Synopsis: Critical: java-1.8.0-openjdk security update
Advisory ID: SLSA-2016:0049-1
Issue Date: 2016-01-20
CVE Numbers: CVE-2015-7575
An out-of-bounds write flaw was found in the JPEG image format decoder in
the AWT component in OpenJDK. A specially crafted JPEG image could cause a
Java application to crash or, possibly execute arbitrary code. An
untrusted Java application or applet could use this flaw to bypass Java
sandbox restrictions. (CVE-2016-0483)
An integer signedness issue was found in the font parsing code in the 2D
component in OpenJDK. A specially crafted font file could possibly cause
the Java Virtual Machine to execute arbitrary code, allowing an untrusted
Java application or applet to bypass Java sandbox restrictions.
It was discovered that the password-based encryption (PBE) implementation
in the Libraries component in OpenJDK used an incorrect key length. This
could, in certain cases, lead to generation of keys that were weaker than
It was discovered that the JAXP component in OpenJDK did not properly
enforce the totalEntitySizeLimit limit. An attacker able to make a Java
application process a specially crafted XML file could use this flaw to
make the application consume an excessive amount of memory.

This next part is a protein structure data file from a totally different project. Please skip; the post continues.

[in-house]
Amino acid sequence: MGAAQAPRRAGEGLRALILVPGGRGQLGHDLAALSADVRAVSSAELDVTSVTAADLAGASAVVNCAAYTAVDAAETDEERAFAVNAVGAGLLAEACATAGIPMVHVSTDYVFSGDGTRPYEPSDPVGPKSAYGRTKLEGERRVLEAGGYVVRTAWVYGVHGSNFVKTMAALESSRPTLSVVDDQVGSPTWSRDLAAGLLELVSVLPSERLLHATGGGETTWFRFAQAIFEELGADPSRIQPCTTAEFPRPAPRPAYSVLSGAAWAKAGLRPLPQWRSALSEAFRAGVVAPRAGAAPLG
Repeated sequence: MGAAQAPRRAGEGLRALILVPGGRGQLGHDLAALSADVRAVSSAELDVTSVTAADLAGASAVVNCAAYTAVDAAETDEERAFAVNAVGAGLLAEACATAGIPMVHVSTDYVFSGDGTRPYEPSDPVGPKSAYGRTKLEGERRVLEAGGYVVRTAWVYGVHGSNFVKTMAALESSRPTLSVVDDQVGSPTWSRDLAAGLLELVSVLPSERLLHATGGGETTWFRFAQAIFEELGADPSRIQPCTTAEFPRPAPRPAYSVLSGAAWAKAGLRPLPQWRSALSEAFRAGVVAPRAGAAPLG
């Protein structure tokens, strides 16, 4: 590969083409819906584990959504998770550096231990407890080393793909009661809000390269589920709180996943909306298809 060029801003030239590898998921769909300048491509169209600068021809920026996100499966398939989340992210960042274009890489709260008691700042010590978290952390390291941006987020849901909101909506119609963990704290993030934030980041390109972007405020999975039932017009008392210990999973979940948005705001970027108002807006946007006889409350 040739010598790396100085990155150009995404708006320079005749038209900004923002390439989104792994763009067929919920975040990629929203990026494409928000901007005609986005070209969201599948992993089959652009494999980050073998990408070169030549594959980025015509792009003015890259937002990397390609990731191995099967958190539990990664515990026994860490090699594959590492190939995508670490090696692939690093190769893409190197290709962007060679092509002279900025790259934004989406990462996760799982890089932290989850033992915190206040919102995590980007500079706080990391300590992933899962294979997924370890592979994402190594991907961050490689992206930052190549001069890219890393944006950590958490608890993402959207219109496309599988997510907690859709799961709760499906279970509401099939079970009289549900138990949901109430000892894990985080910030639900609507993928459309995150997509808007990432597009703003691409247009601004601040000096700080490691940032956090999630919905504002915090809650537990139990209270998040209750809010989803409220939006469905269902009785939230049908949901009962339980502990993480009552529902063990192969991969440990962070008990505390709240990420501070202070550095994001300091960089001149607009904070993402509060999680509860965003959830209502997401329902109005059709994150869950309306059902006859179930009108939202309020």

A flaw was found in the way TLS 1.2 could use the MD5 hash function for
signing ServerKeyExchange and Client Authentication packets during a TLS
handshake. A man-in-the-middle attacker able to force a TLS connection to
use the MD5 hash function could use this flaw to conduct collision attacks
to impersonate a TLS server or an authenticated TLS client.
Multiple flaws were discovered in the Networking and JMX components in
OpenJDK. An untrusted Java application or applet could use these flaws to
bypass certain Java sandbox restrictions. (CVE-2016-0402, CVE-2016-0448)
Note: If the web browser plug-in provided by the icedtea-web package was
installed, the issues exposed via Java applets could have been exploited
without user interaction if a user visited a malicious website.
Note: This update also disallows the use of the MD5 hash algorithm in the
certification path processing. The use of MD5 can be re-enabled by
removing MD5 from the jdk.certpath.disabledAlgorithms security property
defined in the java.security file.
All running instances of OpenJDK Java must be restarted for the update to
– Scientific Linux Development Team